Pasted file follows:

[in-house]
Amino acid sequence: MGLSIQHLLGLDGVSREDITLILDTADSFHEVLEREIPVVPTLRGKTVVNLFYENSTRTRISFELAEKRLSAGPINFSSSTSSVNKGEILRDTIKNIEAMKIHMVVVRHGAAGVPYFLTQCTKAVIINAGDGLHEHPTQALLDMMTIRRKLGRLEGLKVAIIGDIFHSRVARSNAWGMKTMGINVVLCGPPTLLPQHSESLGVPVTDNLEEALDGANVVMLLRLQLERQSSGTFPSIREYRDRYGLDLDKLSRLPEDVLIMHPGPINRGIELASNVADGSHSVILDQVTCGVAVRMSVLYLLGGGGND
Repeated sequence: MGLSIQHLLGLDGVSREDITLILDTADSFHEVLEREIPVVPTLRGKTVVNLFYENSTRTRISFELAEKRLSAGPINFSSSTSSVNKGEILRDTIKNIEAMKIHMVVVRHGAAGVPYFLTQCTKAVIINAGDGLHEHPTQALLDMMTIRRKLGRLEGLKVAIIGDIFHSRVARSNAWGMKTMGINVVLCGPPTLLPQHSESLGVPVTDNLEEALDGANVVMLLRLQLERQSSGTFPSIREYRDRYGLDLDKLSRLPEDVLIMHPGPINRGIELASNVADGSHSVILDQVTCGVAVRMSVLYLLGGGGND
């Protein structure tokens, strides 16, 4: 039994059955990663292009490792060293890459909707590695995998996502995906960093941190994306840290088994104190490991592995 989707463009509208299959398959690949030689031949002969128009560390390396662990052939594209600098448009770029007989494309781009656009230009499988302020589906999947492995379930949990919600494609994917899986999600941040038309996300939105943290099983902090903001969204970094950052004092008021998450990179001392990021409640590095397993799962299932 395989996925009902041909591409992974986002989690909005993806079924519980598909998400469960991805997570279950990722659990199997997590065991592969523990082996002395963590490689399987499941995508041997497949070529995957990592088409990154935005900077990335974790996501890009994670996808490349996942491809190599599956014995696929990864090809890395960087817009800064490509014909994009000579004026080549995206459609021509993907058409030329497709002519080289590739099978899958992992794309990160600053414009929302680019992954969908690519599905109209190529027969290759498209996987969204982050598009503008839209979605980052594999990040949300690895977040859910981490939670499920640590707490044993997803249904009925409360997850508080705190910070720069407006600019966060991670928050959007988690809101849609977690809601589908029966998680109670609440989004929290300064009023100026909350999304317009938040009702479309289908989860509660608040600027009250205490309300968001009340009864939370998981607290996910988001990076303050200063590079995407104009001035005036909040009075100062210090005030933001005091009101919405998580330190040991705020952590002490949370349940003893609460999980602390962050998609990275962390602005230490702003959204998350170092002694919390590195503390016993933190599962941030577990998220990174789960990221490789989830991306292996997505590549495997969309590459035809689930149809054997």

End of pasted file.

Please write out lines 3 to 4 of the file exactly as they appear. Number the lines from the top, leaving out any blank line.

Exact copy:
Repeated sequence: MGLSIQHLLGLDGVSREDITLILDTADSFHEVLEREIPVVPTLRGKTVVNLFYENSTRTRISFELAEKRLSAGPINFSSSTSSVNKGEILRDTIKNIEAMKIHMVVVRHGAAGVPYFLTQCTKAVIINAGDGLHEHPTQALLDMMTIRRKLGRLEGLKVAIIGDIFHSRVARSNAWGMKTMGINVVLCGPPTLLPQHSESLGVPVTDNLEEALDGANVVMLLRLQLERQSSGTFPSIREYRDRYGLDLDKLSRLPEDVLIMHPGPINRGIELASNVADGSHSVILDQVTCGVAVRMSVLYLLGGGGND
């Protein structure tokens, strides 16, 4: 039994059955990663292009490792060293890459909707590695995998996502995906960093941190994306840290088994104190490991592995 989707463009509208299959398959690949030689031949002969128009560390390396662990052939594209600098448009770029007989494309781009656009230009499988302020589906999947492995379930949990919600494609994917899986999600941040038309996300939105943290099983902090903001969204970094950052004092008021998450990179001392990021409640590095397993799962299932 395989996925009902041909591409992974986002989690909005993806079924519980598909998400469960991805997570279950990722659990199997997590065991592969523990082996002395963590490689399987499941995508041997497949070529995957990592088409990154935005900077990335974790996501890009994670996808490349996942491809190599599956014995696929990864090809890395960087817009800064490509014909994009000579004026080549995206459609021509993907058409030329497709002519080289590739099978899958992992794309990160600053414009929302680019992954969908690519599905109209190529027969290759498209996987969204982050598009503008839209979605980052594999990040949300690895977040859910981490939670499920640590707490044993997803249904009925409360997850508080705190910070720069407006600019966060991670928050959007988690809101849609977690809601589908029966998680109670609440989004929290300064009023100026909350999304317009938040009702479309289908989860509660608040600027009250205490309300968001009340009864939370998981607290996910988001990076303050200063590079995407104009001035005036909040009075100062210090005030933001005091009101919405998580330190040991705020952590002490949370349940003893609460999980602390962050998609990275962390602005230490702003959204998350170092002694919390590195503390016993933190599962941030577990998220990174789960990221490789989830991306292996997505590549495997969309590459035809689930149809054997």